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United States of America v. Richard Dennis Streck

December 4, 2012

UNITED STATES OF AMERICA, PLAINTIFF,
v.
RICHARD DENNIS STRECK, III, DEFENDANT.



The opinion of the court was delivered by: Honorable B. Lynn Winmill Chief U. S. District Judge

MEMORANDUM DECISION AND ORDER

INTRODUCTION

The Court has before it two motions to suppress filed by defendant Streck. The Court held an evidentiary hearing on December 3, 2012, and took the motions under advisement. For the reasons explained below, the Court will deny both motions.

FACTS

On January 19, 2011, Deputy Brandon Stromberg of the Payette County Sheriff's Office was patrolling Interstate 84 near the Oregon/Idaho border. He noticed a vehicle with a cracked windshield -- a traffic violation -- and pulled in behind it. As he did, he saw the vehicle change lanes without signaling properly, another traffic violation. Based on these two violations, he pulled the vehicle over.

The driver was defendant Streck and his passenger was Tami Spring. Deputy Stromberg approached the car from the passenger side and talked with Spring. At the suppression hearing, Deputy Stromberg testified that he observed that Spring was (1) extremely nervous; (2) moving as far away from the door as she could get; (3) fidgeting with her hands; (4) displaying jerky head movements; (5) refusing to look the Deputy in the eye; (6) appearing pale or clammy; and (7) having a pulsating carotid artery.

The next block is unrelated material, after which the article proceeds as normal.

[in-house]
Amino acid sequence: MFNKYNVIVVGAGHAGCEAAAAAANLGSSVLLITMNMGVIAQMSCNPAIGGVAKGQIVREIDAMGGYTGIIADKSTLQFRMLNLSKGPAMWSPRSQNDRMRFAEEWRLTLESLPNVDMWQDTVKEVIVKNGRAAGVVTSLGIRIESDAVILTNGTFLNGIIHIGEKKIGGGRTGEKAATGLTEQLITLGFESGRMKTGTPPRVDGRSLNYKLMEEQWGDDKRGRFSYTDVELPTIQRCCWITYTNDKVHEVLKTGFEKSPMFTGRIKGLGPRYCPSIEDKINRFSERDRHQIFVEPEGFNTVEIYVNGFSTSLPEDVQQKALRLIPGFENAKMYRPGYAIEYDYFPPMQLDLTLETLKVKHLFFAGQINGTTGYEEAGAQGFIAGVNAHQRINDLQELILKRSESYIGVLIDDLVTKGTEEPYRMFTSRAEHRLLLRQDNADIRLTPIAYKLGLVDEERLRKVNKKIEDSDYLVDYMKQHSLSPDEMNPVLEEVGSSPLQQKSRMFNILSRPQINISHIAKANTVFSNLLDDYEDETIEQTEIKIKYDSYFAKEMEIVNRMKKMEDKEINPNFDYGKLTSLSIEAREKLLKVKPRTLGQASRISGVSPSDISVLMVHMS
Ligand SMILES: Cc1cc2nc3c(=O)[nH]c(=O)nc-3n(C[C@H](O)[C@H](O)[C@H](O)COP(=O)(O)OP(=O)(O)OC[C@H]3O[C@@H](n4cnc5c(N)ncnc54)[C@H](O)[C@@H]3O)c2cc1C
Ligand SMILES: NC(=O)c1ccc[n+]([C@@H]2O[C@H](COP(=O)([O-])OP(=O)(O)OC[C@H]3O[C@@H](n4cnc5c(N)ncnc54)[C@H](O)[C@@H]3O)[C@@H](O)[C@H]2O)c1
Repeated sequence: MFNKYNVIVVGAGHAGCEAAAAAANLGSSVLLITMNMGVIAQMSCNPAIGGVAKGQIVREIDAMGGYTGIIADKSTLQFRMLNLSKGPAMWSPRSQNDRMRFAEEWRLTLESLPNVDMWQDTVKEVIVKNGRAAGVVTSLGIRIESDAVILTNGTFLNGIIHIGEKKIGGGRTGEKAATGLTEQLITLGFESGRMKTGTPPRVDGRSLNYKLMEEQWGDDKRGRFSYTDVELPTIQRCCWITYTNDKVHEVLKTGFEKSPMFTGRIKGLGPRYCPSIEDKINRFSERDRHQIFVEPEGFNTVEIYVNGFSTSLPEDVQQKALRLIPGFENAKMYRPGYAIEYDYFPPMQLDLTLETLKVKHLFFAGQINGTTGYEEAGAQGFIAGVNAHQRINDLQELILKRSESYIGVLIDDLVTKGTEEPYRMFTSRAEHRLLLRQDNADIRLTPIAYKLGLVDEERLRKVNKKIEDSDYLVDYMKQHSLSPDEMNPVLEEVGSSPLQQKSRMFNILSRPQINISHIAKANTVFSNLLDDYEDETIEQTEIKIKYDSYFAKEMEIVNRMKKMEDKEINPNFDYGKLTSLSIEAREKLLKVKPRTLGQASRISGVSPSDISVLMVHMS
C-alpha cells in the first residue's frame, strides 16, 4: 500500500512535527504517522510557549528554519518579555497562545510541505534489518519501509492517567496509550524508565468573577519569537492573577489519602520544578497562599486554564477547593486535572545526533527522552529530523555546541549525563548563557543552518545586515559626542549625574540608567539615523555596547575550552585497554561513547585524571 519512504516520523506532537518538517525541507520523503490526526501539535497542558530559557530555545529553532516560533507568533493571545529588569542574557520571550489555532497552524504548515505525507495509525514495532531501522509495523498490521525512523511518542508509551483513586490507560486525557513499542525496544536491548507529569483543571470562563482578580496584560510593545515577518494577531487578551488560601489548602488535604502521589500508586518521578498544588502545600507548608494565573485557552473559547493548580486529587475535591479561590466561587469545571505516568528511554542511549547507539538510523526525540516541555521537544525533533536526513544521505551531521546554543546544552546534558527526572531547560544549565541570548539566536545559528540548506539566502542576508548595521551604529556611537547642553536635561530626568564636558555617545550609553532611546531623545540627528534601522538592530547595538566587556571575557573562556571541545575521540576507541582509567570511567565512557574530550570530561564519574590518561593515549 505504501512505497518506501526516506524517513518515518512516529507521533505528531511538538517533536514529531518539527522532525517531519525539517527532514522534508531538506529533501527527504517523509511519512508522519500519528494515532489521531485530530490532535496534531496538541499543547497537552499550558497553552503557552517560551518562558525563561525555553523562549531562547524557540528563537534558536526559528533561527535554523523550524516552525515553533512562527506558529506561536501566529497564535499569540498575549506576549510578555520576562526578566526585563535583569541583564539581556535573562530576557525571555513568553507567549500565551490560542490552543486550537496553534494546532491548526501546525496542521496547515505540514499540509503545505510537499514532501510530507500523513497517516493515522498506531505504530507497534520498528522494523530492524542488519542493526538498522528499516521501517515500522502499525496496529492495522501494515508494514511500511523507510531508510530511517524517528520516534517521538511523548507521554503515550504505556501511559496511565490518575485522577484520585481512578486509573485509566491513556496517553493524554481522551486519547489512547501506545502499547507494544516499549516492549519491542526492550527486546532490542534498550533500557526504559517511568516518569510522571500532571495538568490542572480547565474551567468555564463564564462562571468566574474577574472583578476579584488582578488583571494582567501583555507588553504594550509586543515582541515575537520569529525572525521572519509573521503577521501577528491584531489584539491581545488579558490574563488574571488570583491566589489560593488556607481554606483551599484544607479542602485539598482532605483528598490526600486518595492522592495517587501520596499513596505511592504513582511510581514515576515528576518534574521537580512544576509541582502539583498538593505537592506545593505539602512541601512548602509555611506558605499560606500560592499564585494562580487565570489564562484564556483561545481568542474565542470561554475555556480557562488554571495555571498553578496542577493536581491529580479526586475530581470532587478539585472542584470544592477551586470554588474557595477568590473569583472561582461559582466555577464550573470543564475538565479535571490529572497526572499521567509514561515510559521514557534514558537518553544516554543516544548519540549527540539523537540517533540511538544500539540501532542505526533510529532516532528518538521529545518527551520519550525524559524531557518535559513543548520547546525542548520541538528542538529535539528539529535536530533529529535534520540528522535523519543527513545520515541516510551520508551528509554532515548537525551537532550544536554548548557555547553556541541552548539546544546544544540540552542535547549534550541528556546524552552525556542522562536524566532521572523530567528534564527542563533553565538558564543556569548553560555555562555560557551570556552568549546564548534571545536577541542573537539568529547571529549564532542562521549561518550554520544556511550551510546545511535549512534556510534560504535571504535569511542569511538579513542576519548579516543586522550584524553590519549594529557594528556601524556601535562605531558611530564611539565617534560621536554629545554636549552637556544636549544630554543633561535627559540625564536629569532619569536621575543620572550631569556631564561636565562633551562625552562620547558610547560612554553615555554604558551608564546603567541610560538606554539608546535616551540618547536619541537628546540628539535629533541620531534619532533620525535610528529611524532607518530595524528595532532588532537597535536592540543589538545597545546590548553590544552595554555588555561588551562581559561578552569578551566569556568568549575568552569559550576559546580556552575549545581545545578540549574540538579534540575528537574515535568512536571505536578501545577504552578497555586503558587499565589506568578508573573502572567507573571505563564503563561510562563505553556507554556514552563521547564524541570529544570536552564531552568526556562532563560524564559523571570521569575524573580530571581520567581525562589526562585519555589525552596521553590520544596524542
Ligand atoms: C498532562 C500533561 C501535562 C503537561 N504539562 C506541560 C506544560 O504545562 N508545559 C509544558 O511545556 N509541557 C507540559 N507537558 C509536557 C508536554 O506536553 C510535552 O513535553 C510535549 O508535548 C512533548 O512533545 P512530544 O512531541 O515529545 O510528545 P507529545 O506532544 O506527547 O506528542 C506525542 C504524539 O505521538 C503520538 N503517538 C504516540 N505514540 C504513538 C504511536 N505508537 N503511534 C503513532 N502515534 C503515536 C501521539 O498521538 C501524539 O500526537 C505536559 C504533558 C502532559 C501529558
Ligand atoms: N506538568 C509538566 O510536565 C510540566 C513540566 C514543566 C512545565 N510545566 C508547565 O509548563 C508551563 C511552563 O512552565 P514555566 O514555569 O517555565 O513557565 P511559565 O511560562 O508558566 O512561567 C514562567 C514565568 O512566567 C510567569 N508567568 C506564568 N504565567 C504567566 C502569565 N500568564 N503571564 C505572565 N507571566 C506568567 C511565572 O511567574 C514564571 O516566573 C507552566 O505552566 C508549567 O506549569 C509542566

From these observations, Deputy Stromberg concluded that Spring was under the influence of methamphetamine. At the same time, Deputy Stromberg observed Streck was trying to hurry along the traffic stop and also appeared very nervous. He also concluded that Streck looked like he had used methamphetamine, although not under the influence to the same degree as Spring.

At this point, Deputy Stromberg prolonged the traffic stop to investigate suspected drug use and/or possession. Before running Streck's license and registration through a background check -- the routine business of every traffic stop -- he followed interrogation training by separating the two, and questioning them on topics ranging from their relationship to their destination, to see if their stories matched. The traffic stop had turned into a drug investigation.

About 6 minutes into the stop -- after getting conflicting answers from the two -- Deputy Stromberg called for a drug-sniffing dog and requested the Payette County dispatcher to run a check on the license and registration, and also to run a criminal record check. When the drug dog arrived, it began searching the outside of the vehicle, and alerted near the passenger door. The time that elapsed between the stop of the vehicle and the alert of the drug dog was about 14 minutes.

After the drug dog alerted on the vehicle, Spring told Deputy Stromberg that there Memorandum was marijuana in the vehicle's door. Deputy Stromberg searched the vehicle and found marijuana and methamphetamine in Spring's purse. Additional marijuana, glass pipes, and plastic baggies were also found in the vehicle.

Deputy Stromberg returned to Streck, placed him in handcuffs, and explained that he was not under arrest, but that he was being detaining based on what was found in the vehicle. The following colloquy occurred between the two men:

Stromberg: Before you make any statement, you have the right to remain silent, anything you say can and will be used against you in a court of law.

Streck: Yes sir.

Stromberg: You also have the right to have an attorney present during your questioning. If you cannot afford one, the courts will appoint one for you before any questioning takes place if you wish one. You also have the right to ...


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